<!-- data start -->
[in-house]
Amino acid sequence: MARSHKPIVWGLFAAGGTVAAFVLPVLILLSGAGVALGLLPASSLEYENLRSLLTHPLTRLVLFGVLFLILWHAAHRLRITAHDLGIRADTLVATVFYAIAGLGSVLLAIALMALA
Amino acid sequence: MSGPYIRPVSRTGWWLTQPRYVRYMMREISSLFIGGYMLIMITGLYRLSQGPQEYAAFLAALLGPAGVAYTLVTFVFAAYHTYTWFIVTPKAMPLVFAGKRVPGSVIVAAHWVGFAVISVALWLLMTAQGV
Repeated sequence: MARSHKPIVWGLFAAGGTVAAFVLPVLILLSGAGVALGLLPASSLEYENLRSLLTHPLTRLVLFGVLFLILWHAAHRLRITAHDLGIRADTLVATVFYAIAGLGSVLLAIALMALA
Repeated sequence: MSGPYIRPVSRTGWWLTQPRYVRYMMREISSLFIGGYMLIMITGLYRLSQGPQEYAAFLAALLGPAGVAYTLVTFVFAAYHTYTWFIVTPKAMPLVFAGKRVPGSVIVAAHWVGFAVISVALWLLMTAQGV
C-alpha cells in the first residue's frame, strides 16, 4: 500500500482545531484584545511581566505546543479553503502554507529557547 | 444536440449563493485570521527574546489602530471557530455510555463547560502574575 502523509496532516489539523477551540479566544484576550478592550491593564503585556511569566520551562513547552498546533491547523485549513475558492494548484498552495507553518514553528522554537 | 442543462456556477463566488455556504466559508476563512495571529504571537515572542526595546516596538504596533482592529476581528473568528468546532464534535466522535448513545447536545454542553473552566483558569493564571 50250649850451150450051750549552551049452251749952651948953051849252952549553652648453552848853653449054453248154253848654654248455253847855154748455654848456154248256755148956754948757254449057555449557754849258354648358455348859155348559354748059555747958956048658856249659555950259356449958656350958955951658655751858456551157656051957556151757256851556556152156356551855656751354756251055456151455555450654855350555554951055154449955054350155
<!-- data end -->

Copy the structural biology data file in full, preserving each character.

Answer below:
[in-house]
Amino acid sequence: MARSHKPIVWGLFAAGGTVAAFVLPVLILLSGAGVALGLLPASSLEYENLRSLLTHPLTRLVLFGVLFLILWHAAHRLRITAHDLGIRADTLVATVFYAIAGLGSVLLAIALMALA
Amino acid sequence: MSGPYIRPVSRTGWWLTQPRYVRYMMREISSLFIGGYMLIMITGLYRLSQGPQEYAAFLAALLGPAGVAYTLVTFVFAAYHTYTWFIVTPKAMPLVFAGKRVPGSVIVAAHWVGFAVISVALWLLMTAQGV
Repeated sequence: MARSHKPIVWGLFAAGGTVAAFVLPVLILLSGAGVALGLLPASSLEYENLRSLLTHPLTRLVLFGVLFLILWHAAHRLRITAHDLGIRADTLVATVFYAIAGLGSVLLAIALMALA
Repeated sequence: MSGPYIRPVSRTGWWLTQPRYVRYMMREISSLFIGGYMLIMITGLYRLSQGPQEYAAFLAALLGPAGVAYTLVTFVFAAYHTYTWFIVTPKAMPLVFAGKRVPGSVIVAAHWVGFAVISVALWLLMTAQGV
C-alpha cells in the first residue's frame, strides 16, 4: 500500500482545531484584545511581566505546543479553503502554507529557547 | 444536440449563493485570521527574546489602530471557530455510555463547560502574575 502523509496532516489539523477551540479566544484576550478592550491593564503585556511569566520551562513547552498546533491547523485549513475558492494548484498552495507553518514553528522554537 | 442543462456556477463566488455556504466559508476563512495571529504571537515572542526595546516596538504596533482592529476581528473568528468546532464534535466522535448513545447536545454542553473552566483558569493564571 50250649850451150450051750549552551049452251749952651948953051849252952549553652648453552848853653449054453248154253848654654248455253847855154748455654848456154248256755148956754948757254449057555449557754849258354648358455348859155348559354748059555747958956048658856249659555950259356449958656350958955951658655751858456551157656051957556151757256851556556152156356551855656751354756251055456151455555450654855350555554951055154449955054350155